Registration IDTrial nameInterventionMechanism of ActionPopulationComparisonMain outcomeStudy designEstimated EnrolmentSponsorLocation
NCT03252535*ADORE-HDCellavitaStem cell therapyHDPlaceboEfficacy at 120 daysRandomized, double-blind, placebo-controlled, parallel trial35Azidus BrasilBrazil (single centre)
NCT03297177*Autologous stem/stromal cellsAutologous stem/stromal cell injectionHD, AD, PD, CBD, MSNoneSafety at 5 yearsSingle group, open-label trial300Healeon Medical Inc, Global Alliance for Regenerative Medicine, Regeneris MedicalUSA and Honduras (multi-centre)
NCT02535884HD-DBSGP DBSDeep brain stimulationModerate HD with choreaSham interventionEfficacy at 12 monthsRandomized, double-blind, sham-controlled, parallel trial50Heinrich-Heine University, KKS Netzwerk, Medtronic, The George Institute, EHDN, CHDI Foundation, Inc.Austria, Germany, Switzerland (multi centre)
NCT01834053BMACHCBone Marrow Derived MNC transplantBone marrow transplantHD with choreaNoneCognitive and behavioural effects at 6 monthsSingle group, open-label trial50Chaitanya Hospital, PuneIndia (single centre)
NCT02263430GP DBSDeep brain stimulationHD with choreaSham stimulationEfficacy at 12 monthsRandomized, double-blind, placebo-controlled, parallel trial8Beijing Pins Medical Co., Ltd, Beijing Tiantan HospitalChina (single centre)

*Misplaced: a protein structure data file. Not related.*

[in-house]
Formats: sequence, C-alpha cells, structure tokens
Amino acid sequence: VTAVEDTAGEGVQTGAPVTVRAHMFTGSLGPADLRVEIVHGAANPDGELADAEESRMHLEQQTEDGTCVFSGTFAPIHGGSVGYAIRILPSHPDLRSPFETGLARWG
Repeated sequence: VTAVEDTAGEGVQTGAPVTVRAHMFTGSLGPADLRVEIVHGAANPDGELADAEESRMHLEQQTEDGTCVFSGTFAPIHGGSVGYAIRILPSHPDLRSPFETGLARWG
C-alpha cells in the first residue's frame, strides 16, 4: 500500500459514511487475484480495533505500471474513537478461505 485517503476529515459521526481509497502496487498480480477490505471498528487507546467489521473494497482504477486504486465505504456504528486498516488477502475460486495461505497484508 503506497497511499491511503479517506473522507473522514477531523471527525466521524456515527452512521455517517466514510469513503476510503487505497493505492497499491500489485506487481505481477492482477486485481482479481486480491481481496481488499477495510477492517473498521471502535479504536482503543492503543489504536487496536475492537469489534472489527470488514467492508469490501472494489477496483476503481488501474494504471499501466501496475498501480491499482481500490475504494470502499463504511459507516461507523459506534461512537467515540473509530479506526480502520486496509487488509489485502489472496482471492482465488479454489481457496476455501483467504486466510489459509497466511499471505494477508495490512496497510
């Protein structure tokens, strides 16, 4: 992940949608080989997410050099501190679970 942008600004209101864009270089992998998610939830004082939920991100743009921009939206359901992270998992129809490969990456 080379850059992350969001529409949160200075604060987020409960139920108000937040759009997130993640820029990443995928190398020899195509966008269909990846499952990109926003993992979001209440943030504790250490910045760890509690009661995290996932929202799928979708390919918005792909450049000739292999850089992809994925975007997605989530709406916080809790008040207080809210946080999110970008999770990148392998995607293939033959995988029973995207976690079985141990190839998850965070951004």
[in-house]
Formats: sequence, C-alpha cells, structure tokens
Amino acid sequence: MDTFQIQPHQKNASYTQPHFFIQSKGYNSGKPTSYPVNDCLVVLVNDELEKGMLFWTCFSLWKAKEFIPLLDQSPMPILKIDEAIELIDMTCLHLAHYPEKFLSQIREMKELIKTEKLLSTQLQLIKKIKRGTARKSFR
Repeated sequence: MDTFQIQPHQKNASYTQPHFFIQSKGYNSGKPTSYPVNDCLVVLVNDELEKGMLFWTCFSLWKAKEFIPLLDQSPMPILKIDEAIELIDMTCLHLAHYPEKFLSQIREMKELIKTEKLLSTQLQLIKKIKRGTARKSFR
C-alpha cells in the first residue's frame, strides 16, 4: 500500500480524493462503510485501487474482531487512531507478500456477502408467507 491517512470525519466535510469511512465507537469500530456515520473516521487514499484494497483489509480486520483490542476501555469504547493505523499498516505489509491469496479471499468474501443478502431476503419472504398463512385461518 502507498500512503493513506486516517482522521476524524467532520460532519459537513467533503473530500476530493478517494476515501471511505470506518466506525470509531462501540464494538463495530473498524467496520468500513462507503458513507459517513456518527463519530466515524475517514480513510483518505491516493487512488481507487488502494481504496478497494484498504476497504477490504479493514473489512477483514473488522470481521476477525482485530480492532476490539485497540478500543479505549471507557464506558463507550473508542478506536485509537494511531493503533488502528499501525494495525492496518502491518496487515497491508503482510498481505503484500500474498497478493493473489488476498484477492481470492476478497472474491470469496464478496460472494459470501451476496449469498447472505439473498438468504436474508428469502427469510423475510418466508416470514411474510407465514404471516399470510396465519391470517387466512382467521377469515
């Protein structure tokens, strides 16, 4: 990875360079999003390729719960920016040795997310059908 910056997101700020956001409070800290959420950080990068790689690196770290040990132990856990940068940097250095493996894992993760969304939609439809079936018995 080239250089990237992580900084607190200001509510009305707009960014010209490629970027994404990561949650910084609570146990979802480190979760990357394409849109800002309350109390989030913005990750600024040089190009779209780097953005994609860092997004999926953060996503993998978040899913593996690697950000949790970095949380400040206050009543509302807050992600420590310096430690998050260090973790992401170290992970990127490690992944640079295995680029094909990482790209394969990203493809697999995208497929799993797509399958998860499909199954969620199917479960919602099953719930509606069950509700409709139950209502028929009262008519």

NCT02252380Magnetic Resonance Guided Focused UltrasoundExtracranial stereotactic radioablationHD, ET, HT, PD, WD, dystonia, TD, or orofacial dyskinesiasNoneAdverse events after the procedureSingle group, open-label trial10InSightecCanada (single centre)
Table 4

Ongoing non-invasive non-pharmacological clinical trials registered at the World Health Organization (WHO) International Clinical Trials Research Platform (ICTRP) for people with Huntington’s disease (HD). AD, Alzheimer’s disease; ALS, Amyotrophic Lateral Sclerosis; ET, Essential Tremor; HT, Holmes Tremor; MS, Multiple Sclerosis; PD, Parkinson’s disease; TD, Tardive dyskinesia. New trials since the last Clinical Trials Corner are indicated by*

Registration IDTrial nameInterventionMechanism of ActionPopulationComparisonMain outcomeStudy designEsimated EnrolmentSponsorLocation
NCT03344601*PACE-HDSupported structured aerobic exercise training programPhysiotherapyHDActivity as usualData completeness, recruitment, retention, asfety, adherence, fidelity and acceptability at 12 monthsNested open-label, randomized controlled parallell trial120Cardiff University and CHDI Foundation, IncGermany, Spain and USA (multi centre)
NCT03306888*Physical Activity Coaching InterventionPhysiotherapyPremanifest and early HDNoneChange in physical activity at 4 monthsSingle group, open-label trial14Columbia UniversityUSA (single centre)
ACTRN12617001269325*Swallowing skill trainingSpeech and language therapyHD and ALSNoneSwallowing function and quality of life at 2 weeksSingle group, open-label trial54University of CanterburyNew Zealand (single centre)
NCT02990676CogTrainHDComputerised Cognitive TrainingCognitive trainingHDNo interventionFeasibility at 4 yearsOpen-label, controlled, parallel trial50Cardiff UniversityUK (single centre)
NCT01879267Endurance exercise trainingPhysiotherapyHD and healthy controlsNoneMotor effects 6 monthsSingle group, open-label trial with parallel healthy controls arm40University of ZurichSwitzerland (single centre)
NCT02464293Mindfulness-based Cognitive TherapyCognitive therapyPremanifest and early HD with behavioural symptomsNoneBehavioural effect at 2 weeks, 3 months and 1 yearSingle group, open-label trial16Lancaster University, Central Manchester University Hospitals NHS Foundation TrustUK (single centre)